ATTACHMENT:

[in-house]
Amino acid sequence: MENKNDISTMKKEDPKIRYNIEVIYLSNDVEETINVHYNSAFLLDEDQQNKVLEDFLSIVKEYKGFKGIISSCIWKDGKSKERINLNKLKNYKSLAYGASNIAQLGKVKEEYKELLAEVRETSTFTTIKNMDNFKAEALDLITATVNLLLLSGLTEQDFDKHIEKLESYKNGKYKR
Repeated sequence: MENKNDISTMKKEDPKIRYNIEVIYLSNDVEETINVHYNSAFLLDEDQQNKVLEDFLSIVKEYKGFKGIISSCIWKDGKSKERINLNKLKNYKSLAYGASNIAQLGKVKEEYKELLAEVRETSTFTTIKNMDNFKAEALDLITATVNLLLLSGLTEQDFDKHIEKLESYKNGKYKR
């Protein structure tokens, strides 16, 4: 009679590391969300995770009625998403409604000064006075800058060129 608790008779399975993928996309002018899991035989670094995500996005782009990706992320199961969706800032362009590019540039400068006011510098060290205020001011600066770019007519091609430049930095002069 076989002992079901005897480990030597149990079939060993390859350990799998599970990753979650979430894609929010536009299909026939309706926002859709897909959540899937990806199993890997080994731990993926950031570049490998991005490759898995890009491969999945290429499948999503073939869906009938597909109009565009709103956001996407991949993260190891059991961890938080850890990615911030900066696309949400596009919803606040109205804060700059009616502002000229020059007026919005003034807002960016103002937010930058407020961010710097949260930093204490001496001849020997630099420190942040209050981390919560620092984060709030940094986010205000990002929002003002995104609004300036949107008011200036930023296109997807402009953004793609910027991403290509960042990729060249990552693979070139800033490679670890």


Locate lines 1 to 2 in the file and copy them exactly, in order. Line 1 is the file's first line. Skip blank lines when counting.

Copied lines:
[in-house]
Amino acid sequence: MENKNDISTMKKEDPKIRYNIEVIYLSNDVEETINVHYNSAFLLDEDQQNKVLEDFLSIVKEYKGFKGIISSCIWKDGKSKERINLNKLKNYKSLAYGASNIAQLGKVKEEYKELLAEVRETSTFTTIKNMDNFKAEALDLITATVNLLLLSGLTEQDFDKHIEKLESYKNGKYKR